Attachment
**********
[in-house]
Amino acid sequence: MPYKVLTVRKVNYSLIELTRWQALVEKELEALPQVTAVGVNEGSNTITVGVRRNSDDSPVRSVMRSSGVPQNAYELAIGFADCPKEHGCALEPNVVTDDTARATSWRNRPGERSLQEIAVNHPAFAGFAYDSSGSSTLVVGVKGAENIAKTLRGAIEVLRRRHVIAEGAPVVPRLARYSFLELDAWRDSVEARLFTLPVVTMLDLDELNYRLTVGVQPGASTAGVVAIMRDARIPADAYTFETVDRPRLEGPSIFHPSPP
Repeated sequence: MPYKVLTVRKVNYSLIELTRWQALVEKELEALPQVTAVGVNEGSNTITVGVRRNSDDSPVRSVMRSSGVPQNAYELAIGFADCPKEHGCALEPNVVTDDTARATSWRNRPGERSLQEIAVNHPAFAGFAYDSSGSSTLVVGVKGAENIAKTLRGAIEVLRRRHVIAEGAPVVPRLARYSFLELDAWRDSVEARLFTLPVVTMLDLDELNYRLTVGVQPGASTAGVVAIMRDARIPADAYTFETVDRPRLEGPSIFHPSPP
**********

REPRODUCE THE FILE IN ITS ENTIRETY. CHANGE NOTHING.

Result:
[in-house]
Amino acid sequence: MPYKVLTVRKVNYSLIELTRWQALVEKELEALPQVTAVGVNEGSNTITVGVRRNSDDSPVRSVMRSSGVPQNAYELAIGFADCPKEHGCALEPNVVTDDTARATSWRNRPGERSLQEIAVNHPAFAGFAYDSSGSSTLVVGVKGAENIAKTLRGAIEVLRRRHVIAEGAPVVPRLARYSFLELDAWRDSVEARLFTLPVVTMLDLDELNYRLTVGVQPGASTAGVVAIMRDARIPADAYTFETVDRPRLEGPSIFHPSPP
Repeated sequence: MPYKVLTVRKVNYSLIELTRWQALVEKELEALPQVTAVGVNEGSNTITVGVRRNSDDSPVRSVMRSSGVPQNAYELAIGFADCPKEHGCALEPNVVTDDTARATSWRNRPGERSLQEIAVNHPAFAGFAYDSSGSSTLVVGVKGAENIAKTLRGAIEVLRRRHVIAEGAPVVPRLARYSFLELDAWRDSVEARLFTLPVVTMLDLDELNYRLTVGVQPGASTAGVVAIMRDARIPADAYTFETVDRPRLEGPSIFHPSPP